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Gwen Zittoun Quoted in Special Ed Connection Article, "Attorneys: Move Fast When Clock Starts Ticking on IEE Requests"

Special Ed Connection

July 20, 2015

Gwen Zittoun has been quoted in an article on how a district should respond to an independent educational evaluation (“IEE”) request by a parent. This article originally appeared in SpecialEdConnection®.

There are two options -- and only two options -- when a parent requests an IEE at public expense. A district must, without unreasonable delay, file for due process or grant the request.

That's the case even if a parent requests an IEE in an area that was not previously assessed by the district, according to OSEP's recent guidance in Letter to Baus, reported at 65 IDELR 81.

However, some districts have been choosing a third option that can lead to potential risk, said Elizabeth Rho-Ng, school attorney with Atkinson, Andelson, Loya, Ruud & Romo in California.

"There are districts that have tried to offer doing their own assessment and have left the parent's IEE request completely untouched," Rho-Ng said. "Time goes on, and then you really have created some exposure for the district," she said.

Letter to Baus prompts districts to change such practices, she said. It's also a reminder that districts have an obligation to conduct thorough and comprehensive evaluations in all areas of a student's suspected needs or disability, Rho-Ng said.

If a parent disagrees with the comprehensiveness of your district's evaluation and requests an IEE in an area that wasn't previously assessed, carefully consider your options, she said. Don't summarily dismiss or delay responding to the IEE request, she said.

Use the following pointers to respond appropriately while also working with parents to quickly resolve the issue:

Discuss all potential areas of concern prior to evaluation

Create a checklist for IEP teams using the requirements for evaluations in 34 CFR 300.304 through 34 CFR 300.311 , suggests Gwen Zittoun, school attorney with Shipman & Goodwin LLP in Hartford, Conn. During the planning meeting, talk with a parent about what areas of suspected need or disability he believes the district should assess, she said. "That gives us the opportunity to add an assessment at that point or document that the parent said there were no other areas of concern," Zittoun said. "It doesn't prohibit a parent from requesting an IEE later, but it puts your district in a better position to defend the comprehensiveness of your evaluation if you were to go to a hearing later," she said.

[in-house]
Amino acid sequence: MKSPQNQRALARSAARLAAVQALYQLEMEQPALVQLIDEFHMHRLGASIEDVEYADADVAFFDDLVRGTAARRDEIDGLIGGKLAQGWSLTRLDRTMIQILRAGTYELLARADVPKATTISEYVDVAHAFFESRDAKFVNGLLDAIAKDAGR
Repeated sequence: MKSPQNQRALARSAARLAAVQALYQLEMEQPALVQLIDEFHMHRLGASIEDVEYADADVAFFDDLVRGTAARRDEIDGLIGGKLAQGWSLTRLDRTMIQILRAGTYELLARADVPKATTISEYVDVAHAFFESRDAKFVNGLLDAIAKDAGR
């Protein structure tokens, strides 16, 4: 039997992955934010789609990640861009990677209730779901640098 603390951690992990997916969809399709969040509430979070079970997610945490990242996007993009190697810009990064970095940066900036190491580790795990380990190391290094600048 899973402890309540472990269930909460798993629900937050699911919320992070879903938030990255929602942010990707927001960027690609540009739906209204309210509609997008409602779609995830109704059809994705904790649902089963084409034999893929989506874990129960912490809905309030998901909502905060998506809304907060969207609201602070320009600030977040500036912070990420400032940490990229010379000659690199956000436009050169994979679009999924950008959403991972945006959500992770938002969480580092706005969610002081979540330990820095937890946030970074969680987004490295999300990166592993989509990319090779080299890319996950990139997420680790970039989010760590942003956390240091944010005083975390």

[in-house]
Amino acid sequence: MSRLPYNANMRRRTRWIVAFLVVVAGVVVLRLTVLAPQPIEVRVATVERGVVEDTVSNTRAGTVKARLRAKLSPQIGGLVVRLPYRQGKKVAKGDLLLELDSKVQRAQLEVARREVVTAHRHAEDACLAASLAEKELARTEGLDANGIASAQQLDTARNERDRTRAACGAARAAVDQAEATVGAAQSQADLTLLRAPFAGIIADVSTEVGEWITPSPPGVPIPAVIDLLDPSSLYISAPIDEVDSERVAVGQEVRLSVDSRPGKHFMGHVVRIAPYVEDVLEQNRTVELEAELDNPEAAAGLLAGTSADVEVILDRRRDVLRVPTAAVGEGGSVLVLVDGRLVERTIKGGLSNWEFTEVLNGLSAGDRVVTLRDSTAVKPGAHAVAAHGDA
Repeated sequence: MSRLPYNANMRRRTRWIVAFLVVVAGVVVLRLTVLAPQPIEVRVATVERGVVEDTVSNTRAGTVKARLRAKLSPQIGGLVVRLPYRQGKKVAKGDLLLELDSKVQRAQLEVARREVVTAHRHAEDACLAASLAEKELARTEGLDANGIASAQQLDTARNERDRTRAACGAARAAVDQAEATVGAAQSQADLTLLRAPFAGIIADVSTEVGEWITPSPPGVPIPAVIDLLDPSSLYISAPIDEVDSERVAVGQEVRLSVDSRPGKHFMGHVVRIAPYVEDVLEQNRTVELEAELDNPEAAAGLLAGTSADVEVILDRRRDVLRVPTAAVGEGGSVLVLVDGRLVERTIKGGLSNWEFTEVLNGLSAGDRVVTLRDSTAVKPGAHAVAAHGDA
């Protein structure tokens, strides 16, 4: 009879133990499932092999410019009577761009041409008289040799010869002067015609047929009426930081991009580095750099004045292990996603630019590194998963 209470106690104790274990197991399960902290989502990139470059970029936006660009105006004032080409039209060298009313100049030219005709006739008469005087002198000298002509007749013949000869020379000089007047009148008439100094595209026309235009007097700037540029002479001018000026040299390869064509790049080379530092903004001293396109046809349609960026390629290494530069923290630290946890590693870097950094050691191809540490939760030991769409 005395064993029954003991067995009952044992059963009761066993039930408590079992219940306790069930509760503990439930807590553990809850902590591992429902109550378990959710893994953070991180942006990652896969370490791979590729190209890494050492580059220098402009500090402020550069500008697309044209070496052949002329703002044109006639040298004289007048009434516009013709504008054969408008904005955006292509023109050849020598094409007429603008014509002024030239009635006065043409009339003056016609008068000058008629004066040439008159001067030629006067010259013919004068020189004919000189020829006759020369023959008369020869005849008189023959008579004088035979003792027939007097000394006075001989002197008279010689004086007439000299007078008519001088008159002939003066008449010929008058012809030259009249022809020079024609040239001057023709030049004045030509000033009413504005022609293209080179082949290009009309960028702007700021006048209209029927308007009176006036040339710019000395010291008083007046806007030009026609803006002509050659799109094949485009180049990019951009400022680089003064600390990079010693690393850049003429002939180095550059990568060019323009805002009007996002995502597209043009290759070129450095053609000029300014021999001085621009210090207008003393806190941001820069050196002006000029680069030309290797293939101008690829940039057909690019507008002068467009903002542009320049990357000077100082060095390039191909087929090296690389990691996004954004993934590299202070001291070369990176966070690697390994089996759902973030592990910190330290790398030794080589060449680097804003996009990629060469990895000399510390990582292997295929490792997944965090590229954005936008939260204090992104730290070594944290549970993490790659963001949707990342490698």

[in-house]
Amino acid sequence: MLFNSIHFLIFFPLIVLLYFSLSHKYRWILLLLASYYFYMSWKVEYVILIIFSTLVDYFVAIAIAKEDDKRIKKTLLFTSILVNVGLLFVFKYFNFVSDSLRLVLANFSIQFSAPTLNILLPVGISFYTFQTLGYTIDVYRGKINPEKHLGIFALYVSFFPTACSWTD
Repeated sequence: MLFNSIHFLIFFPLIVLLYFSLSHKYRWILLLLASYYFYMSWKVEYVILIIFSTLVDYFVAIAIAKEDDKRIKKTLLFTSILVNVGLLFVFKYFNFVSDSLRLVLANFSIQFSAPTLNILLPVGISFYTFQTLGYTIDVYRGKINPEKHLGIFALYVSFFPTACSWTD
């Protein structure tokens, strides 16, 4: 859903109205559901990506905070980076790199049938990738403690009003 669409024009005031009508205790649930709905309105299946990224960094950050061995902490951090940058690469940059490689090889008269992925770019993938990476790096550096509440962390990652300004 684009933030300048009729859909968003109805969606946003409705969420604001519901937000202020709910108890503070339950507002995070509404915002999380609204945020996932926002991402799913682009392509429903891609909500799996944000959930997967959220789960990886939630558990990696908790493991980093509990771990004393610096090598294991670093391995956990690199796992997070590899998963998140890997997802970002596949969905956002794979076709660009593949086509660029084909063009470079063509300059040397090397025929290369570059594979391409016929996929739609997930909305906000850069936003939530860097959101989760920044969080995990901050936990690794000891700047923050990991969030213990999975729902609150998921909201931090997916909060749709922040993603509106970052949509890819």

Don't summarily dismiss IEE requests

Caution team members from automatically dismissing a parent's request for an IEE in an area that the school district hasn't previously assessed, Rho-Ng said. Letter to Baus states that parents have a right to request an IEE at public expense in such a situation. Remember that offering to conduct your own evaluation doesn't discharge your duty to respond to the IEE, Rho-Ng said. Once a parent makes an IEE request, the district must act without unreasonable delay, she said. However, within that timeframe, your district can work with a parent to resolve the issue by offering to conduct your own evaluation, she said. If the parent is satisfied with this solution, document that he is withdrawing his request for the IEE, she said. Consider these actions:

· Offer supplementary assessment. Although conducting your own evaluation in this situation doesn't discharge your duty to respond to the parent's IEE request, districts can work with parents to try to find a solution that will resolve the issue, Zittoun said. "The IDEA contemplates working with parents and families before heading to due process," she said.

· If parent agrees to supplementary assessment, document withdrawal of IEE request. Remember that the clock is ticking on the parent's original IEE request even if you offer a supplementary assessment, Rho-Ng said. "A district can't put due process on hold for three months to explore other options," she said. However, if within a reasonable timeframe, the parent and district do agree to allow the district to conduct its own assessment into the specific area, document that the parent withdraws her IEE request, advised Rho-Ng and Zittoun.

"It ensures that you don't have any other concomitant concerns that go with the IEE request, meaning file for due process or pay for a private evaluation," Rho-Ng said.

Jennifer Herseim covers Section 504, IEP teams, and Common Core issues related to special education for LRP Publications.

July 20, 2015.

Reprinted with Permission from: SpecialEdConnection®. Copyright © 2015 by LRP Publications, 360 Hiatt Drive, Palm Beach Gardens, FL 33418. All rights reserved. For more information on this or other products published by LRP Publications, please call 1-800-341-7874 or visit our website at www.specialedconnection.com.  

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